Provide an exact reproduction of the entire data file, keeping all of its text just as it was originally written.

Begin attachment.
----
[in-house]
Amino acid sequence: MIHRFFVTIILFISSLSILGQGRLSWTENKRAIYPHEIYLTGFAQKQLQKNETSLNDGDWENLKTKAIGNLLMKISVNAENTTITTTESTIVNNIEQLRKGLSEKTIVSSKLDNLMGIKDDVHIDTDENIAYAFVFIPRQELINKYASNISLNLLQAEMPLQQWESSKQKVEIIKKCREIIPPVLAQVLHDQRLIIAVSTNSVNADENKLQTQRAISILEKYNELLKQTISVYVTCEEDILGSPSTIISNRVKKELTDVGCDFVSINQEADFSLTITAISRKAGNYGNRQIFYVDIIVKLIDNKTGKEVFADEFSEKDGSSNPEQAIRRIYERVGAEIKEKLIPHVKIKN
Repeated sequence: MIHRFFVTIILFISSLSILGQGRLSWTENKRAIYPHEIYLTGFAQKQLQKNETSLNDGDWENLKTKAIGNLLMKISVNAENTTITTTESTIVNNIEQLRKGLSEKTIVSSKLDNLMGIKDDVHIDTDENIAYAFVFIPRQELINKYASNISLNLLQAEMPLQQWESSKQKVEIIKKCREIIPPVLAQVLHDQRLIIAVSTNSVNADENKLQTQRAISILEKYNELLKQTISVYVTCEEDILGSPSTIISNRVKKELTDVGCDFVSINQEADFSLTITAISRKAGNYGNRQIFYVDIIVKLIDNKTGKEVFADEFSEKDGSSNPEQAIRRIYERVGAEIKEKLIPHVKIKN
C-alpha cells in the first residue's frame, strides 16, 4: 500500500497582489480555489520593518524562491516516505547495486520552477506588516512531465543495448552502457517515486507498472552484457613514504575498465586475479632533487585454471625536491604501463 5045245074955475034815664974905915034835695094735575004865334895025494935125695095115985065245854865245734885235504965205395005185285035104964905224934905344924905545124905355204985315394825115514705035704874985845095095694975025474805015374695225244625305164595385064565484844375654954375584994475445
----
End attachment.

[in-house]
Amino acid sequence: MIHRFFVTIILFISSLSILGQGRLSWTENKRAIYPHEIYLTGFAQKQLQKNETSLNDGDWENLKTKAIGNLLMKISVNAENTTITTTESTIVNNIEQLRKGLSEKTIVSSKLDNLMGIKDDVHIDTDENIAYAFVFIPRQELINKYASNISLNLLQAEMPLQQWESSKQKVEIIKKCREIIPPVLAQVLHDQRLIIAVSTNSVNADENKLQTQRAISILEKYNELLKQTISVYVTCEEDILGSPSTIISNRVKKELTDVGCDFVSINQEADFSLTITAISRKAGNYGNRQIFYVDIIVKLIDNKTGKEVFADEFSEKDGSSNPEQAIRRIYERVGAEIKEKLIPHVKIKN
Repeated sequence: MIHRFFVTIILFISSLSILGQGRLSWTENKRAIYPHEIYLTGFAQKQLQKNETSLNDGDWENLKTKAIGNLLMKISVNAENTTITTTESTIVNNIEQLRKGLSEKTIVSSKLDNLMGIKDDVHIDTDENIAYAFVFIPRQELINKYASNISLNLLQAEMPLQQWESSKQKVEIIKKCREIIPPVLAQVLHDQRLIIAVSTNSVNADENKLQTQRAISILEKYNELLKQTISVYVTCEEDILGSPSTIISNRVKKELTDVGCDFVSINQEADFSLTITAISRKAGNYGNRQIFYVDIIVKLIDNKTGKEVFADEFSEKDGSSNPEQAIRRIYERVGAEIKEKLIPHVKIKN
C-alpha cells in the first residue's frame, strides 16, 4: 500500500497582489480555489520593518524562491516516505547495486520552477506588516512531465543495448552502457517515486507498472552484457613514504575498465586475479632533487585454471625536491604501463 5045245074955475034815664974905915034835695094735575004865334895025494935125695095115985065245854865245734885235504965205395005185285035104964905224934905344924905545124905355204985315394825115514705035704874985845095095694975025474805015374695225244625305164595385064565484844375654954375584994475445